The Languedoc Roussillon is located in the Southwest of France. The region extends from France to the Pyrenees (and borders with Spain and the Mediterranean).
Things To do in the Languedoc | Montepellier Attractions | Things to Do in Perpignan | What To Do in Carcassone

A map of the Languedoc Roussillon region. Together with the Midi-Pyrenees next door, the area is now known as Occitanie.

The Languedoc-Roussillon region has been an important area since Roman times.
The Languedoc was its own important kingdom until it got annexed by the kingdom of France after the defeat of the Cathars in the 13th century. The Roussillon section was actually part of Catalonia until it was given to the French in the mid-17th century as part of a larger treaty between Spain and France.

The Cathars

Catharism is a form of Christianity that grew alongside Roman Catholicism during the early years of Christianity. It deviated from Catholicism in several important ways, such as for example, stating that men and women were equal.
In the tolerant and liberal Languedoc kingdom, Catharism flourished. Worse, Cathars called out the Catholics for being corrupt (which they were) and refused to pay the Catholic church any taxes.
The Roman Catholics couldn’t have that. Pope Innocent III declared them heretics and ordered a crusade against the Cathars. The French saw the opportunity for a land grab as well as bonus points to get into heaven. After two generations of fighting, the Cathars were decimated and the land annexed by France.
Next thing, the Catholics started the Inquisition in the Languedoc to root out any remaining vestiges of Cathar heresy. The once powerful language of Occitan was reduced to a regional patois, and the area went into economic decline.
Things To do in the Languedoc | Montepellier Attractions | Things to Do in Perpignan | What To Do in Carcassone

The walled city of Carcassone was a Cathar stronghold.

Occitanie

In 2016, the Languedoc-Rouissillon was merged with the midi-Pyrenees region to form Occitanie, a massive region that is the largest in all of France. The people in this area had all spoken Occitan in the past (which is related to the Catalan language).

Getting To the Languedoc-Roussillon

There are several airports in the area including Carcassone, Perpignan and Montpellier. We have always flown into Toulouse though because it is a main regional airport with a choice of flights and airlines.

Things To Do in the Languedoc- Roussillon

What To Do in Carcassone

The historic center of Carcassone is a UNESCO world heritage site. The walled city retains its medieval charm with the world’s largest medieval castle and 54 towers. Carcassone is the second most visited tourist attraction in France (the top spot is the Eiffel Tower). You will find plenty to occupy you in the narrow streets of historic Carcassone.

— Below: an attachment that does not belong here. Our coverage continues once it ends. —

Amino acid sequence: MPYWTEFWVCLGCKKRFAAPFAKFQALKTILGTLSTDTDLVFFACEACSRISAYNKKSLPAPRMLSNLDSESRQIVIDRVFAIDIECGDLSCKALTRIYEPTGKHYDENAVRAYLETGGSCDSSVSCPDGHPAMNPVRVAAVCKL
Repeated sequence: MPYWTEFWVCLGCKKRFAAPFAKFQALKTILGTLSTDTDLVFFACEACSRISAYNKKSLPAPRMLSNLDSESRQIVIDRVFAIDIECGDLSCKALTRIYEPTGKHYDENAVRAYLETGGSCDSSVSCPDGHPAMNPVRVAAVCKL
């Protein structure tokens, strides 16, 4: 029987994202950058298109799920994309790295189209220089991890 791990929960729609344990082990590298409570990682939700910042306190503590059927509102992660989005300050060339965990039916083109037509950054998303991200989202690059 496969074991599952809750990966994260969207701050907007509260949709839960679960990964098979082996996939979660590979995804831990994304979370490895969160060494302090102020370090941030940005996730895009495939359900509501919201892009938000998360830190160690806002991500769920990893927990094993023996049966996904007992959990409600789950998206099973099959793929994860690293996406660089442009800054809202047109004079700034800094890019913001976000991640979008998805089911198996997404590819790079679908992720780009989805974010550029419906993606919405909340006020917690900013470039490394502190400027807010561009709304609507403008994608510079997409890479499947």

Check out two ways to explore Carcassone – Take a 1.5 hour Guided Segway City Tour and/or Explore the Castle and Ramparts with fast entry tickets.
Things To do in the Languedoc | Montepellier Attractions | Things to Do in Perpignan | What To Do in Carcassone

The medieval walls of the city of Carcassone

Canal du Midi

The UNESCO world heritage listed Canal du Midi connects Toulouse to the Mediterranean over 264 kilometres (164 miles). The advent of the railroads made the canal obsolete and now it is primarily used for recreational purposes.

Other Places to Visit in Languedoc Roussillon

Montpellier is the fastest growing city in France and the regional capitol. Some of the Montpellier attractions include the Cathedral St. Pierre, Roman-era aqueducts, the Montpellier Zoo and the Musee Fabre (containing European Old Master paintings).
Nimes is famous for its well-preserved Roman archeological remains including the UNESCO world heritage listed Roman aqueduct, Le Pont du Gard.
Things To do in the Languedoc | Montepellier Attractions | Things to Do in Perpignan | What To Do in Carcassone

Le Pont du Guard, a well-preserved Roman aqueduct, is a UNESCO world heritage site.

Fun Fact – Denim gets its name because it’s fabric that comes from Nimes (serge de Nîmes).
Beziers was where the ill-fated Cathars (and any unfortunate Catholics with them) were slaughtered wholesale. Nowadays it is known for its wine and bullfighting.
Narbonne is a laid-back seaside town famous for its Gothic cathedral and its wine industry. During Roman times, it was the capital of Gaul and a crossroads between the rest of France, Spain and Italy.
Things To do in the Languedoc | Montepellier Attractions | Things to Do in Perpignan | What To Do in Carcassone

The Cathedral of Saint-Just and Saint-Pasteur in Narbonne.

Perpignan is the last city in France before the Spanish border and so it has an interesting mix of cultures. Things to do in Perpignan include visiting the Palace of the Kings of Majorca, the Basilica Cathedral of St. Jean the Baptist and the Arab and Gypsy quarter.

Food and Drink

The Languedoc region produces 1/3 of all French wine – thats approximately 2 billion bottles a year. It is also fertile farmland with a number of excellent local products – oysters, anchovies, beef, lamb, cheeses and foie gras to name a few.
Why not take a Montpellier Food Tour with a local expert?  – Visit a local market, and sample products straight from the producers.
Things To do in the Languedoc | Montepellier Attractions | Things to Do in Perpignan | What To Do in Carcassone

Vineyard near Montpellier

Nature

 You can find Europe’s biggest river delta at the Camargue which borders Provence. These 900 square kilometres (approximately 350 square miles) of wetlands are famous for their pink flamingoes, wild horses and bulls.
Take a Guided Tour! – You can take a full-day guided minibus tour to the Camargue to explore its wildlife as well as learn about how salt is harvested from the salt marshes.
Things To do in the Languedoc | Montepellier Attractions | Things to Do in Perpignan | What To Do in Carcassone

Two white horses in the Camargue